Let's just get this out of the way: John Tortorella doesn't coach the Columbus Blue Jackets so that he can win the Jack Adams Award as the NHL's coach of the year.
But that doesn't mean he wasn't absolutely robbed, and it doesn't make it any less disrespectful to the Columbus Blue Jackets organization.
And it doesn't mean I can't be fired up about it.
Let me make the case for Torts before I make the case against the winner of the award, Bruce Cassidy of the Boston Bruins.
First of all, the NHL Broadcasters Associations gives the award based on who was "adjudged to have contributed the most to his team's success." So we're talking about a coach who had success during the season, but who maybe didn't have all the bits and pieces to make it. Maybe a coach that overachieved. Maybe a coach that did more with less. These are all ways of saying that it is not just an award for the coach of the team with the best record.
At the beginning of the season, it was hard work to find an "expert" that was willing to give Columbus a sniff at the postseason. Rightfully so, perhaps. The team had just lost two-time Vezina winner Sergei Bobrovsky, had lost the most dynamic offensive player in franchise history in Artemi Panarin, lost an important top line center in Matt Duchene, and were one of the youngest teams in the league.
They gained Gustav Nyquist in free agency, but were otherwise quiet and did not have the benefit of drafting an NHL-ready player. They were young, and while many thought the future looked promising, a young team without an elite player and with no proven goalie between the pipes was not supposed to a team that played beyond the regular season.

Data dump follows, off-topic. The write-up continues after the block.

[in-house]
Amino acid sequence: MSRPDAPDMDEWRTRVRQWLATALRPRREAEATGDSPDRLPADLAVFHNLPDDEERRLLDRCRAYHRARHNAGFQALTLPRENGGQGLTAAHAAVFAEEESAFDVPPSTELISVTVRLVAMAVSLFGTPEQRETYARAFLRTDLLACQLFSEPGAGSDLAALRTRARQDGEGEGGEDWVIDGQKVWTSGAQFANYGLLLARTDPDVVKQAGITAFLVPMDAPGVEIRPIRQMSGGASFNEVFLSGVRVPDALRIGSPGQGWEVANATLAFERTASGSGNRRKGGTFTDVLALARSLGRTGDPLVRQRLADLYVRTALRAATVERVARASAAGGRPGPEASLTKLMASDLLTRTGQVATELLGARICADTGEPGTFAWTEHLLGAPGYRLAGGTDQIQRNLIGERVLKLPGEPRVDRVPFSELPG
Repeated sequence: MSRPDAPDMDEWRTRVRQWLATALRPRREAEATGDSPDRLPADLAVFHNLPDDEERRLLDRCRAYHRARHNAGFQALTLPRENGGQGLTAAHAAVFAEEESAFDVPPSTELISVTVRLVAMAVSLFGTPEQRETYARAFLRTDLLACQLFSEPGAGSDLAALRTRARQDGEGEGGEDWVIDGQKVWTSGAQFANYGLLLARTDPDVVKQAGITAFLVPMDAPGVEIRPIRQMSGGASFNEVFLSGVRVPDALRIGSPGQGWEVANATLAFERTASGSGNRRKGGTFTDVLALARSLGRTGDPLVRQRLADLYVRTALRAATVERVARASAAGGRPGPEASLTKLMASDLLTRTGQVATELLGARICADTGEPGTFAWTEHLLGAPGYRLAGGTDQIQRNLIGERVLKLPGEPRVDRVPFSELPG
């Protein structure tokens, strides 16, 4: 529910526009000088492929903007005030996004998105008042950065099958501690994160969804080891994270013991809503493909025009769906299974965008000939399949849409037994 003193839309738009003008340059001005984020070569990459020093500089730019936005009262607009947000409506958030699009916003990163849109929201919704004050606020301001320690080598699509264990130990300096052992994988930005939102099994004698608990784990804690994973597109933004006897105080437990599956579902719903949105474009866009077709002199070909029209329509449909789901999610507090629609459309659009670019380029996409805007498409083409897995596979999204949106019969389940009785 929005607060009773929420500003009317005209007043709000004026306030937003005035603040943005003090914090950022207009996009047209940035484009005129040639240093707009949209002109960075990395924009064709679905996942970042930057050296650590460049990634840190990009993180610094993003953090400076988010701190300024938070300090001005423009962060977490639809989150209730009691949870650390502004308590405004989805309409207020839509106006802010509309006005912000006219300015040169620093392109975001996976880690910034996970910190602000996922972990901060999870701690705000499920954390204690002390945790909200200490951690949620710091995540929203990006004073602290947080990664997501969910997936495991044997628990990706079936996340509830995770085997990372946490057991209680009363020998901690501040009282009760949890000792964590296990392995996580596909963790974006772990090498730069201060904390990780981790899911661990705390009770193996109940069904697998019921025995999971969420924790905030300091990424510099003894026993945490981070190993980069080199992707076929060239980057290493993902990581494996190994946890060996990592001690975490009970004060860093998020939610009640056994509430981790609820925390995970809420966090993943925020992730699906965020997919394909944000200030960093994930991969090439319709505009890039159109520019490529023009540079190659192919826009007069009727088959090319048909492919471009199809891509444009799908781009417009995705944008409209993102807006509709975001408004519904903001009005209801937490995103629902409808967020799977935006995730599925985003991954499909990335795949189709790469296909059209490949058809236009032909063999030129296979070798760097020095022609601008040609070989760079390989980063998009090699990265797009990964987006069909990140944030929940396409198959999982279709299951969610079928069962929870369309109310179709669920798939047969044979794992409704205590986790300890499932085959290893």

After a slow start - they were 11-14-4 on December 7th - things were looking even more bleak. The injuries were starting to mount, goaltending was inconsistent, and Columbus was having trouble scoring goals.
Valuable players were getting hurt, too. Here's Josh Anderson ending his season with a shoulder injury in a fight:
Seth Jones? Hurt. Zach Werenski? Hurt. Oliver Bjorkstrand? Hurt.
Joonas Korpisalo? Hurt, and in the most frustrating way possible:
As the injures continued to mount (a league leading 419 games when all was said and done), the Blue Jackets were calling up players like Nathan Gerbe, Kevin Stenlund, Ryan MacInnis, Stefan Matteau, Kole Sherwood, and Calvin Thurkauf. Players that have their strengths, but were in the minor leagues for a reason.
By this point, most were reserved to the fact that this would be a season to develop some of the young players and work towards the 2020-21 campaign. But no sooner than the hope was gone, it came surging back.
That 11-14-1 record on December 7th became 30-16-9 by February 7th. Columbus had gone 19-2-7 during a the middle third of the season, moving from the bottom third of the league in the standings to the top third. When all was said and done, Columbus would qualify for the postseason for a fourth consecutive season with a series victory over the Toronto Maple Leafs, a team that started the season (and the restart) with Stanley Cup aspirations.
I would submit to you that it's the hockey definition of doing more with less, and follow that up with this question: Would the Columbus Blue Jackets have been able to do this without John Tortorella?
The answer is easy: absolutely not.
Meanwhile, the Boston Bruins lost no one from last season, in which they were a game away from winning the Stanley Cup. They didn't lose future Hall of Famer Zdeno Chara, or future Hall of Famer David Pastrnak, or future Hall of Famer Patrice Bergeron, or potential future Hall of Famers Brad Marchand or Tuuka Rask. Nope, they didn't lose any of them in free agency.
They didn't lose any of them due to injuries, either. The four skaters there missed a combined nine games (out of a possible 280).
Bruce Cassidy was not the reason for the success of the Boston Bruins. He was just the right guy, in the right place, at the right time.
Torts was robbed. Why? You know it, I know it, Cassidy knows it, and Torts himself knows it.
He just didn't care to win a popularity contest, and he never has.